Sigh............this is typical early spring and the month of March in Michigan. Lots of gray skies, mud, ice, standing water, with maybe a tease of a day or two here and there of sun and warmth, not summer-like warmth, but high enough to no longer feel the need to wear gloves outside, wool socks and heavy boots, and/or a scarf inside!
When those teasing warmer days occur, as they did during a few days last week, the early spring frogs wake up and begin their mating calls with vigorous (and perhaps even passionate!) enthusiasm in the wet areas on our farm. First came the spring peepers (listen to their call here) beginning at the end of last week and then Monday I heard the chorus frogs (listen to their call here).
|(Photo: Spring Peeper - photo from The University of Michigan)|
|(Photo: Chorus frog - photo from The University of Michigan)|
Hearing this annual event was music to my ears then and continues to be today. After moving to Ann Arbor, I have deeply missed having that ritual each March right out my back door so-to-speak, an event to look forward to, knowing I could just throw open my bedroom windows to be a part of that first warm night, and be as close as I could be to those frogs without being a muskrat in the pond (an image I have grown to love after first reading A Sand County Almanac by Aldo Leopold at least 35 years ago).
When we first saw this farm property two years ago now, it was probably about this time in March. The frogs were singing loudly everywhere as we walked the property. We knew the house was going to be a lot of work (arghhh......how we underestimated the time it would take to do all the work!), and we knew we could bring the former farm land (fallow for at least 25 years) back to life (we expect to be doing that for years and years). However, to be honest, after looking at and rejecting multiple other pieces of property, I think it was the frog chorus that went right to my heart and I was 'sold' on this property (in spite of the condition of the house, lack of outbuildings, etc, etc).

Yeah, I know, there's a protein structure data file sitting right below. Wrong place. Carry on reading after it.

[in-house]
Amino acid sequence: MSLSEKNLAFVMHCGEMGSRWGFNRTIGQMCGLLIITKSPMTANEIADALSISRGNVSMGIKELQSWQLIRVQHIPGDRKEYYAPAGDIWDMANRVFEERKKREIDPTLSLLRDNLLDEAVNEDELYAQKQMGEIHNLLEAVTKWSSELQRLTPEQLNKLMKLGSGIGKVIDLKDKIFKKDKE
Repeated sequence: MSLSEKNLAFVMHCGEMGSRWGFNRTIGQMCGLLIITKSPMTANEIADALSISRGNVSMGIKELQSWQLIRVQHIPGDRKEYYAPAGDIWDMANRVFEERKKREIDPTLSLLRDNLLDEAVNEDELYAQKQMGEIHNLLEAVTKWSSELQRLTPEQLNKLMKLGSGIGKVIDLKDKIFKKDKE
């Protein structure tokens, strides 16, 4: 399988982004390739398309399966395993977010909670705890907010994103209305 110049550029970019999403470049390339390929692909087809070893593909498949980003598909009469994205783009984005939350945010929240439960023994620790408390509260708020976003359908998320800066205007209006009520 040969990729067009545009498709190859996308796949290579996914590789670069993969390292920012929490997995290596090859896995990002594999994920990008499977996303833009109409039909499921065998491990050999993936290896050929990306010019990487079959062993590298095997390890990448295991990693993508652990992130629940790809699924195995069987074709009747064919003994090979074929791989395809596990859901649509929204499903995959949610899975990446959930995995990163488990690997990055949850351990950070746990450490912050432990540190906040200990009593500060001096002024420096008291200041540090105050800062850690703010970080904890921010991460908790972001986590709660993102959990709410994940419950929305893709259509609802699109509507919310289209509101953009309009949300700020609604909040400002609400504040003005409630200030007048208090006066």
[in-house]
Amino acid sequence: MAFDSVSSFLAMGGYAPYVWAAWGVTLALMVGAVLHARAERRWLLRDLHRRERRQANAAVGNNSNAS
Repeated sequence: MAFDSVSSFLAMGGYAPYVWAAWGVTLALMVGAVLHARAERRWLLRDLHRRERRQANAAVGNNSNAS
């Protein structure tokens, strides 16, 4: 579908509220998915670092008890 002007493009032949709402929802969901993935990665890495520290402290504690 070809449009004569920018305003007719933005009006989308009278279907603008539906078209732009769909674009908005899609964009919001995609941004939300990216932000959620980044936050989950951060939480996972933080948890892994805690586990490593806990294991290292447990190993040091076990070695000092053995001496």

Each cancer survivor counts a 'year' of survivorship differently. For some it is the day of a biopsy, the day of hearing the diagnosis, the day of surgery, the day that treatment ended, you get the idea. I actually have several ways I count and celebrate another year of cancer survivorship, and perhaps that is because i have multiple diagnoses. I do count Thanksgiving Day as one of my annual celebratory 'rites of passage' but I also count several signs of spring as necessary to my sense of contentedness, completeness, and well-being.
Spring is the season of renewal and what better way to honor and celebrate another year of surviving the dark days of winter and also those dark days of cancer than some sign of spring that is meaningful. I am at peace with my little corner of the universe, with my frogs finding their mates and producing zillions of wiggling tadpoles (enough to make our vernal ponds look like moving water later in spring!)
In addition, I have finally moved ALL of my cookbooks to the farm, they are on their shelves in the kitchen (back to boards and bricks, just like grad school days), and I cannot wait to move our kitchen to the farm and start cooking again. This is the very first time I have ever had all my cookbooks in one place, in full view (not stuffed here and there, wherever I could find room), and somewhat organized. I'll take a photo to post up later the next time I remember to take my camera to the farm.
Yes, spring is finally on its way here in the upper Midwest, in spite of this return to winter interlude, and I look forward to the second round of the spring frog chorus when the weather warms up again. Another year of cancer survivorship has begun!
"Cultivate your life - you are what you grow - inch by inch, row by row"
Diana Dyer, MS, RD